Old sci-fi movies are full of technology that seemed impossible at the time. Here are six examples of today’s tech that were first introduced in sci-fi movies/tv shows:
1. Self-Driving Cars
First introduced in: 1980s tv show: “Knight Rider” (with car named Kitt)
Now available as: Tesla Model 3 was probably the first and loudest, but a handful of other manufacturers now offer self-driving cars as well
How it’s similar: Car can drive itself in certain situations
How it’s different:
- Kitt is fully self-driving (and depicted as being able to operate autonomously), while Teslas still need a driver to be present and attentive.
- Kitt has advanced weaponry and neat gadgets; Tesla’s neatest gadget is the ability to make it sound like anyone in the car is farting.
- Kitt is able to communicate with its driver at anytime and access vast amounts of information. Teslas have a touch screen and can respond to some verbal commands, but not at the same level.
2. Video Calling
First introduced in: 1960s tv show “Star Trek”
Now available as: FaceTime, WhatsApp, Skype, Zoom or a myriad of other phone/web apps
How it’s similar: Seems to work fairly similarly
How it’s different: Though today’s video calling works pretty much as you would expect, we do not yet have an easy way to call via something like Star Trek’s Holodeck (or hologram technology)
3. Tablet Computers
First introduced in: 1968 movie: “2001: A Space Odyssey”
Now available as: Apple IPad, Samsung Galaxy Tab, Microsoft Surface, among others
How it’s similar: Is shown briefly in the movie, but seems to operate very similarly. The main character watches the news on his tablet.
How it’s different: In one scene, the tablet communicates with an interviewer in a way that seems completely AI enabled. This technology is not yet readily available to the general public.
4. Robotic Vacuum Cleaners
First introduced in: 1962 episode of “The Jetsons”
Now available as: iRobot among many others
How it’s similar: The Jetson’s robotic vacuum is only shown briefly. But it seems to operate similarly.
How it’s different: The Jetson’s vacuum stores itself in a panel in the wall and can be operated by a button on a screen on the wall. Today’s robotic vacuums likely could operate in that way, but they generally don’t.
First introduced in: 1989 “Back to the Future Part II”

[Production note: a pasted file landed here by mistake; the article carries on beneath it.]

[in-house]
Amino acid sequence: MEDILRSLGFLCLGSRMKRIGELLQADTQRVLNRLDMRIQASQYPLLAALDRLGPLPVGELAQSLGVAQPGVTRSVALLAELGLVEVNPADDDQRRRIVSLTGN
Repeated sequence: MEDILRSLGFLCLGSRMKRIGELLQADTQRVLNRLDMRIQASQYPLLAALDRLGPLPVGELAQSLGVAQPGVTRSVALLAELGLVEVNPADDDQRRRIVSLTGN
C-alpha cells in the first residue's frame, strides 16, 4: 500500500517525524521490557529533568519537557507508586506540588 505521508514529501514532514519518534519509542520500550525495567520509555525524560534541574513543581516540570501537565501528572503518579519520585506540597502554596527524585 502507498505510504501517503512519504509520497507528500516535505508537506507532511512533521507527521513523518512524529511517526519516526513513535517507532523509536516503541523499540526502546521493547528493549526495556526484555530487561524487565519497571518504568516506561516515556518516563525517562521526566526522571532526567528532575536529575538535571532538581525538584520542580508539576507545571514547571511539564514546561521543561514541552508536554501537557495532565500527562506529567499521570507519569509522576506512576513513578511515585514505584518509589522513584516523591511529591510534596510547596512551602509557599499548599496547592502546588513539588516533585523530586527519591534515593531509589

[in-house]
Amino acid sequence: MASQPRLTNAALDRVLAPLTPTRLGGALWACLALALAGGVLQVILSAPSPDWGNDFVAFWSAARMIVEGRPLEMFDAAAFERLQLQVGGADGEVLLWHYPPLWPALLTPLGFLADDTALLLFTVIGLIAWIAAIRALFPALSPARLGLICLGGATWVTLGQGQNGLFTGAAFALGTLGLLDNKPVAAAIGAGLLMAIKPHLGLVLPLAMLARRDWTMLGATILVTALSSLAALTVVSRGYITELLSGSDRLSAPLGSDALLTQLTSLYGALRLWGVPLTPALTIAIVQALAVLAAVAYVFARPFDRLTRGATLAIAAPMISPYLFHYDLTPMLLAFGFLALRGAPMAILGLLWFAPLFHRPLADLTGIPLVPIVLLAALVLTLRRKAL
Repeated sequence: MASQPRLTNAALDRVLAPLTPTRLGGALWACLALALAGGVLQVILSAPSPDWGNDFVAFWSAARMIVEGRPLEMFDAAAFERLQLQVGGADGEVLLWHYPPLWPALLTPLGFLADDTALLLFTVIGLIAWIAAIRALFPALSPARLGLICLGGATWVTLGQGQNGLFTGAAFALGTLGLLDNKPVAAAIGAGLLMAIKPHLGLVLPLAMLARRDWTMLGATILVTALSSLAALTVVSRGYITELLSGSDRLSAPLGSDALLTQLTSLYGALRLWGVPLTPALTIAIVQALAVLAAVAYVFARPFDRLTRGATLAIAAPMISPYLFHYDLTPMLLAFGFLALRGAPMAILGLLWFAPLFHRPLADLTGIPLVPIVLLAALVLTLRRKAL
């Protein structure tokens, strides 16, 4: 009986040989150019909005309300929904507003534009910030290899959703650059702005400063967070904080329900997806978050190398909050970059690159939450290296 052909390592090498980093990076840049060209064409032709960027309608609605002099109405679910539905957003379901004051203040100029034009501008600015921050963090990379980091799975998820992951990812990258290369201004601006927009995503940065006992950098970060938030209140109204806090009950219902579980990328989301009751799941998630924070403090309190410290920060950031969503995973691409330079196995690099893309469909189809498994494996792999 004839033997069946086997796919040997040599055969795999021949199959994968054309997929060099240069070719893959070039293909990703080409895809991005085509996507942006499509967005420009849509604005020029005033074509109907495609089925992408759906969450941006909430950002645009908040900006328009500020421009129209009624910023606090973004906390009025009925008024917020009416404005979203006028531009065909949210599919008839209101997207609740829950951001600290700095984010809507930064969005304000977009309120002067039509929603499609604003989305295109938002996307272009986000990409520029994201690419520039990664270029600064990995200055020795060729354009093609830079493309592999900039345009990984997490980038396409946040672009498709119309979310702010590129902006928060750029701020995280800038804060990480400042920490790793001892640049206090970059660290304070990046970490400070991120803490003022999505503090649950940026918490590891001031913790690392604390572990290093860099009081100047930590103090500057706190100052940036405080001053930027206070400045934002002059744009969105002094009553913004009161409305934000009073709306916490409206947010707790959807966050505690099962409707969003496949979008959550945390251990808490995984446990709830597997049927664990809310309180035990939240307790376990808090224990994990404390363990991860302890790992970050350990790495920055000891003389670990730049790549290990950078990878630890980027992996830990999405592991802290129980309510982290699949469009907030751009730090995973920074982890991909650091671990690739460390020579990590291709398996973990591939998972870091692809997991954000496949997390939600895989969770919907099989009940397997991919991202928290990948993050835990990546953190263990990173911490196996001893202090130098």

Now available as: Hendo Hoverboard. There are many other available transportation devices that call themselves hoverboards, but the only one that truly “hovers” above the ground is the Hendo, and it is only available via Kickstarter right now.
How it’s similar: It actually seems to operate very similarly.
How it’s different: There aren’t a lot of details available about the Hendo Hoverboard, so it’s hard to say. Will it be able to go over water, like Michael J. Fox’s could?
6. Universal Translator
First introduced in: The Universal Translator was used by Ensign Hoshi Sato, the communications officer on the Enterprise in “Star Trek: Enterprise”
Now available as: The Translate app, which Apple added in iOS 14. Of course, there are many other translating apps available. And many hearable translation objects are currently in the works.
How it’s similar: It can translate phrases into several languages.
How it’s different: Well, at this point, it’s still pretty different. The Translate app only translates into 11 languages, so it isn’t truly a “universal” translator. And none of the available languages are alien ones.
Sci-fi gave us many predictions about the future – both good and bad! Though process automation isn’t as sexy as a board that hovers above the ground, it’s arguably one of the technologies that will most change how we do business in the future. Business News Daily named automation as one of 11 “Small Business Tech Tends of 2023” and quoted Forrester as saying that data-driven automation will continue to be red-hot throughout 2023. If you’re ready to start thinking about bringing the future to your business, sign up here for a free consultation.